"I know it is right to try things; and I know
we should not be disheartened by failure; but
I am very vexed, Bella, that in my failure I
should have destroyed your doll. When I am
a big man, I shall work hard, though, and buy
you one twice as pretty !"
"But I'll be a big woman too, and won't care
for dolls then !"
"Neither you will!" said Charlie sorrowfully.
"Never mind, Charlie," said I; "I'm getting
too old for a doll, and I know Bertha would
be delighted to have it, even as it is; so I'll
present it to her. I won't grudge it, even when
she knocks it about or lets it fall, so it won't
matterfa bit, Charlie; besides, it wasn't your

fault that it was spoiled, and it was not very
much better before !"
"It's an ill wind that blows nobody good,"
laughed Jane; "Bertha will be delighted with
what the breeze has blown her." And so -she
was. She was a strange, still child, caring little
for the usual noisy mirth of childhood, but
delighting in dolls, and flowers, and pictures. I
sometimes heard people say she was too good
and too beautiful to live; and I felt a some-
thing indescribable rising in my throat as, with
a similar conviction, I looked at her tenderly.
I loved her dearly, for was she not my darling
sister-my living doll-my birthday-gift? I
loved her with a peculiar love, such as I never
had for any other being-and I think our whole
family shared in my feeling; there was some-.
thing so unearthlike, so spiritual, so pure about
our Bertha. We never thought of playing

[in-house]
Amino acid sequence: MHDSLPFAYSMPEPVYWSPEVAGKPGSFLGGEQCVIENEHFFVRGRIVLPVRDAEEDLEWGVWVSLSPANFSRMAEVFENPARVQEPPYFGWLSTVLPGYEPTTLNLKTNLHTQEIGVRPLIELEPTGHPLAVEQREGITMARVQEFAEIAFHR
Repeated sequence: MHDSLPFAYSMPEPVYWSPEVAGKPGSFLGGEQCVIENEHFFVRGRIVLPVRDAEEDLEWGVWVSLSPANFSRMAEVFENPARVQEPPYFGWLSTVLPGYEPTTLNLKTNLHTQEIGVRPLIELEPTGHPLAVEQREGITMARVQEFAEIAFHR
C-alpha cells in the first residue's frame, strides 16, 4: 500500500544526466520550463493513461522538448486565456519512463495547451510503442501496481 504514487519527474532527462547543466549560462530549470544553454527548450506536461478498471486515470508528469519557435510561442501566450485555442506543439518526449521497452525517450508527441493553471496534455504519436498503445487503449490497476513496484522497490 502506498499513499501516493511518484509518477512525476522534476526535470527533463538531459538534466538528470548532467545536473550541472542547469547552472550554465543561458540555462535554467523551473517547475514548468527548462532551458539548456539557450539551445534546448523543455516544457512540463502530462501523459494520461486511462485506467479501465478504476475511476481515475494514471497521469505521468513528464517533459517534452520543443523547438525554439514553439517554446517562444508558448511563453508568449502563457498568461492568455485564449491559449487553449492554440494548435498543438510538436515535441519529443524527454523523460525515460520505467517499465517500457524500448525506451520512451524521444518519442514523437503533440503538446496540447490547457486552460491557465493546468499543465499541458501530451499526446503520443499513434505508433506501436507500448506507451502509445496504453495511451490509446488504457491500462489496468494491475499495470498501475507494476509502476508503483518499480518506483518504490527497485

much with her; but we would gather flowers
and wreathe them for her, and tell her little
stories of the bees, and the butterflies, and birds,
that would make her large wistful eyes grow
larger, as she wonderingly listened. "Beautiful
blue" was her favourite colour, and we used
to fancy her eyes lent to everything their
own ethereal tint. Blue flowers, blue butter-
flies, blue skies, were her delight. "Beautiful,
beautiful blue!" she would often sigh amid
her posies. And when I gave her my-faded
doll, its blue eyes and blue dress were the

first things she rejoiced in. "My own, own
doll! My beautiful blue-blue eyes-blue
frock!" How she treasured it, the darling-
making me feel so selfish in never having
thought of giving it before-never until it was
half destroyed !
Bertha was clever too, very clever, and picked
up her letters and even reading wonderfully
quick; and she used often to sit by mamma's
knee, and try to spell out the simple verses in
the big picture Bible, which Charlie and I would
prop upon a stool before her. She was queer,
too, in her little ways and thoughts. She
would talk for hours alone with her doll, as if
it were a real person, and would insist that she
saw angels among the white clouds in the
blue sky,.and would kiss her little hand to
them with a smile. Insensibly, her little
sayings were treasured up and remembered, as
if they were indeed a part of her whom we
all loved so tenderly.
The last winter she passed on earth, she
asked mamma suddenly, upon coming from a
walk: "Mamma, tell me exactly where God
lives ?"
God lives everywhere, my love; not only in
heaven, but within you and me, and around us !"
"Does He live in the sea and in the earth ?"
"Yes, my sweet one, he lives everywhere."
"I was sure of that-I was sure He must be
under the ground too, else where would the

snowdrops come from, and the other flowers?"
She never forgot that, and often spoke to the
flowers about God in her childish way, as if